communication is key to happy employees and customers. Many things
drive our work communication:
issues-did you have a fight with a significant person prior to work?
Is your level of
Did you get enough
comfortable in your work environment (are you liked, do you feel
safe, do you feel competent in your job, etc. ?)
Not everyone knows how
to communicate effectively or they may be focused on other things.
Sometimes people will take things out on coworkers instead of
dealing with the real source of frustration.
are the most common errors in thinking that add to a communication
problems at work:
Over Generalized statements are exaggerations. For example, 'He NEVER
considers my opinion. You ALWAYS
interrupt me. She ALWAYS
tells me what to do. I have to do ALL
work. I NEVER
get a break. EVERYBODY
picks on me.' Watch your language for 'never, always, should,
everybody, 'I can't stand it and I can't take it anymore.'
an assumption and running with it:
What you assume is only what you assume. Assumptions may or may not
be true. There may be other reasons why things happen. Generate
multiple reasons why you think something has happened. We tend to go
with worst case scenario. Check out your assumption with others to
get to the facts of the issue. Ask someone you trust, “this is what
I am feeling…Am I on target or have I made assumptions.” Jumping
to conclusions is another form of making an assumption and acting on
it as if it were true.
is projecting your assumption on future events based on what happened
in the past. Fortune telling is assuming that what happened in the
past will happen in the future. When you say, 'I bet that this will
happen,' then you are predicting the future. You may or you may not
on the other person's behavior in the past not the present:
Some people live so much in the hurts of the past that they do not
realize that another person has changed or is trying to change. They
keep an old version of the person in their mind. Sometimes people do
change, so do an update in your mind about them.
'Don't tell me anything 'I know best for me' kind of thinking.' Stubborn insistence on one's own thinking.
with right and wrong and perceived injustice:
Blaming others is a way of life for some people. If you hear yourself
continually saying, 'It's not fair!' then you are focusing on the
negative instead of going into problem solving. Much of life really
isn't fair! So what? Keeping score of slights from others and
dwelling on them creates a climate of hurt and suspicion. (Hey, life
frequently is unfair, but focusing on it only makes you more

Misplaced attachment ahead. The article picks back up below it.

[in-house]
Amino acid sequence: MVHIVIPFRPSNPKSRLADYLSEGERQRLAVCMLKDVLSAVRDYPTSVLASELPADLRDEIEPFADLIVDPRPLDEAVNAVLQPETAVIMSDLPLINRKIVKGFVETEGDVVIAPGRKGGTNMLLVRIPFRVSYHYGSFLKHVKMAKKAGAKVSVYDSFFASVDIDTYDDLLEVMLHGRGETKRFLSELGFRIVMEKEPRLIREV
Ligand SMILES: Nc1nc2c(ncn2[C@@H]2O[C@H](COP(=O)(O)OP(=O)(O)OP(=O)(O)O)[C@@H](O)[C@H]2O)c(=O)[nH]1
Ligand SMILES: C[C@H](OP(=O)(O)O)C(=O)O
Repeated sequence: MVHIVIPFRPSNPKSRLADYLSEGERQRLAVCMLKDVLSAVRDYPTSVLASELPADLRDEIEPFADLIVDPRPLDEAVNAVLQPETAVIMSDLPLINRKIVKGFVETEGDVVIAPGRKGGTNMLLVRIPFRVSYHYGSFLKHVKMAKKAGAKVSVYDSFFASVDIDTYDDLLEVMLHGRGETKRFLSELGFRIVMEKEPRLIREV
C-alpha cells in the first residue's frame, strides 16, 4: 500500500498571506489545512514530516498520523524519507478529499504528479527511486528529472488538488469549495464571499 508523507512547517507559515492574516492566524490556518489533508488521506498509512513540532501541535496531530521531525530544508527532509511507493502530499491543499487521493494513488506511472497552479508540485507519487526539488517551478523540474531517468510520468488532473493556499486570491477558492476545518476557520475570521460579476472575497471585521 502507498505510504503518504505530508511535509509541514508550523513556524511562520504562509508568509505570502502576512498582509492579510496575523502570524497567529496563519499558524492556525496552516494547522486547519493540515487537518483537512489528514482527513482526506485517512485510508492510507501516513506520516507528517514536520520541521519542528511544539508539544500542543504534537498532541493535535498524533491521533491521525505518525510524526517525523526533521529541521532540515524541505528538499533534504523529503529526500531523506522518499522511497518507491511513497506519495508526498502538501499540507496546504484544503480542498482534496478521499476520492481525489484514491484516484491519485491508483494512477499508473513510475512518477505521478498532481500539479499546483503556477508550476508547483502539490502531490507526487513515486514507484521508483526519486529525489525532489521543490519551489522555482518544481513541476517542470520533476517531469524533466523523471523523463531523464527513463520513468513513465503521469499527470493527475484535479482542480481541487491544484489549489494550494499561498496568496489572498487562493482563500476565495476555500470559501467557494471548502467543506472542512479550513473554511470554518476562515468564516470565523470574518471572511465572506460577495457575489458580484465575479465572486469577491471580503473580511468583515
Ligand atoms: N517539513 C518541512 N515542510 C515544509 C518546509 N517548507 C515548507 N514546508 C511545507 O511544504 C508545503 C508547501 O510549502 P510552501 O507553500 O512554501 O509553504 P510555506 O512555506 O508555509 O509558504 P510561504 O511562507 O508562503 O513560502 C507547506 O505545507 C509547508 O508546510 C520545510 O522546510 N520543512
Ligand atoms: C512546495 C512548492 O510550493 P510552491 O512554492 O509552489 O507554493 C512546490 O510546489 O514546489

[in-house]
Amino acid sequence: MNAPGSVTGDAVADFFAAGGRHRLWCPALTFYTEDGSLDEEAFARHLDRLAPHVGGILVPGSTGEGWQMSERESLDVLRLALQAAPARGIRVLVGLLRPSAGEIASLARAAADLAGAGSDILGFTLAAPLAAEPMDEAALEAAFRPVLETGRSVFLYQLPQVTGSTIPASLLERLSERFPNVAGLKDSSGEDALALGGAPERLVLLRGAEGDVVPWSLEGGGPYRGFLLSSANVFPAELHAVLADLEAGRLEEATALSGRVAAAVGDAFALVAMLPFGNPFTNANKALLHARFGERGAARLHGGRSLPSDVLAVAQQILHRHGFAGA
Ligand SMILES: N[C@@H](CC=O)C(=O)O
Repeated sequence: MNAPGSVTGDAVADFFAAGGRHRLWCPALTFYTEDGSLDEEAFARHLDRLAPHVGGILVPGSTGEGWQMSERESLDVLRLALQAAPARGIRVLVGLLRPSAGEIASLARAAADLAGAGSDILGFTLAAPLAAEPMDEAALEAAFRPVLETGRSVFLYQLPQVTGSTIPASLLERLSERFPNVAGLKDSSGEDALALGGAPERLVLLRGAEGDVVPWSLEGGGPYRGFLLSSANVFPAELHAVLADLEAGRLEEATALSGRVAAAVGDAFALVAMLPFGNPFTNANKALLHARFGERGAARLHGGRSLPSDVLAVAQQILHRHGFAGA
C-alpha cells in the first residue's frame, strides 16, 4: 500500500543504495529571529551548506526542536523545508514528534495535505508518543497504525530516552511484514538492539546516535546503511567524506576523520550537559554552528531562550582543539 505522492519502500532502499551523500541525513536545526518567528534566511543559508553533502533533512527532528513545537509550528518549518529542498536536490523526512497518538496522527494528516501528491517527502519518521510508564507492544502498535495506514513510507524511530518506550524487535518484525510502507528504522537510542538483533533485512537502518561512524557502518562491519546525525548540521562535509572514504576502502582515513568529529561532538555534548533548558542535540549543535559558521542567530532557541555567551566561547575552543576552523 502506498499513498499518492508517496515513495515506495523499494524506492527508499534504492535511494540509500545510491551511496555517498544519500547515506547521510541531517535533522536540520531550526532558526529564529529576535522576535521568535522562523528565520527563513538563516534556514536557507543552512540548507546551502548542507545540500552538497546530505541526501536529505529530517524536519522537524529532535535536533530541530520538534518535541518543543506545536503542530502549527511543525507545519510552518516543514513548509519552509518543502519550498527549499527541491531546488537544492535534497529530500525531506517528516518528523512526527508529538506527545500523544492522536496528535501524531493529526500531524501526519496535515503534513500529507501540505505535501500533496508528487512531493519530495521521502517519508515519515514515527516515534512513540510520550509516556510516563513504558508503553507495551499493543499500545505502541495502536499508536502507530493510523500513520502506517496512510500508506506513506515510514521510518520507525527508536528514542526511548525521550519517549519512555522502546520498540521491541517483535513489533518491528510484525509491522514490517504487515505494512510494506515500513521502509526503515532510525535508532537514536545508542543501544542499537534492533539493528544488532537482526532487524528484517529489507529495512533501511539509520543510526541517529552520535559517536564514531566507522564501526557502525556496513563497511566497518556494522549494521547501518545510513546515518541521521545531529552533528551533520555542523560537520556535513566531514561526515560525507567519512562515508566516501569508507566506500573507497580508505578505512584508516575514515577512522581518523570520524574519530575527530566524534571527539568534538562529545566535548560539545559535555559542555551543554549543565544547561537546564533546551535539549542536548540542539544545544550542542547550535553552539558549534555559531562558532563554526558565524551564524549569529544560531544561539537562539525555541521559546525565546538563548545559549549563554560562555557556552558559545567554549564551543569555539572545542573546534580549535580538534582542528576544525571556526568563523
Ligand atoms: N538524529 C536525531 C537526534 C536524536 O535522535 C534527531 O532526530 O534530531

is a habit that is hard to break into. People who harbor grudges have
deeper issues of mistrust. Grudge holding is a learned behavior that
is prevalent in some families. Grudges fan the fire of anger as a way
of trying to feel safe by feeling powerful in fantasy. Grudge holding
appears to be a way to attempt to control negative situations by
retaining the angry feelings. Grudges are a habit of feeling
self-righteous and distance one's self instead of dealing with the
one's own contribution to the problem at hand:
Some people belittle the problem saying it is not important. They
deny personal understanding and remorse regarding their actions. This
way of thinking avoids personal responsibility thus limiting
Always putting the blame on others:
For some people, the first reaction to a problem is to find someone
to blame. Blaming is a defense mechanism to avoid taking personal
responsibility for the situation. The blamer rapidly finds fault in
the other person and criticizes them. Trying to find a solution to
the problem is much better than looking for someone to blame. Blaming
is a pattern in some families that keeps people from becoming closer.
People who blame others or situations without taking responsibility
for their contribution to the problem never get the sense of
satisfaction of growth. By refusing to see their own errors, they
lose the opportunity to change the very aspects of themselves that
keep them stuck.
techniques for handling conflict:
We neutralize to take the “sting” out of words; paraphrase what
we hear: For example, if someone says: "I can’t stand
the people at my work." An example of a neutralized statement:
"So, you want to talk about improving your relationship with
2. Active listening:
Involves responses that help to establish trust and give people
the feeling that they’ve been heard and understood. It may include
head slightly and simply waiting
looking at the
a casual remark
like "I see," or "uh-huh" or "I see what
the speaker's own body posture
smiling and showing your interest.
3. “I” messages:
Take responsibility for your own feelings, informs listener how
you feel and the reason why. Suggest solutions. Using the word,
"You", places blame, judges, and assumes. When you blame
someone else for your feelings they feel attacked and they go into
the attack mode.
of an "I" message:
consistently interrupt, I feel frustrated."
opposed to a "You" message:
consistently interrupt, You make me frustrated."
When you make non-critical observations about
a person's behavior it indicates that you have been paying close
attention and trying to understand. Feedback may help to bring
feelings into the open and direct attention to problems.
seem hurt when you talk of it."
"I've noticed you look
at your watch several times. I'm wondering if you're concerned about
seemed pleased with the offer. I'm not sure how you felt about it."
To resolve conflict be
more responsive and less judgmental. People are likely to respond to
a judgmental person by becoming less spontaneous and more defensive.
Avoid words such as "right," "wrong," "good,"
"bad," or their equivalents. Don't make moralistic
statements ("ought" and "should").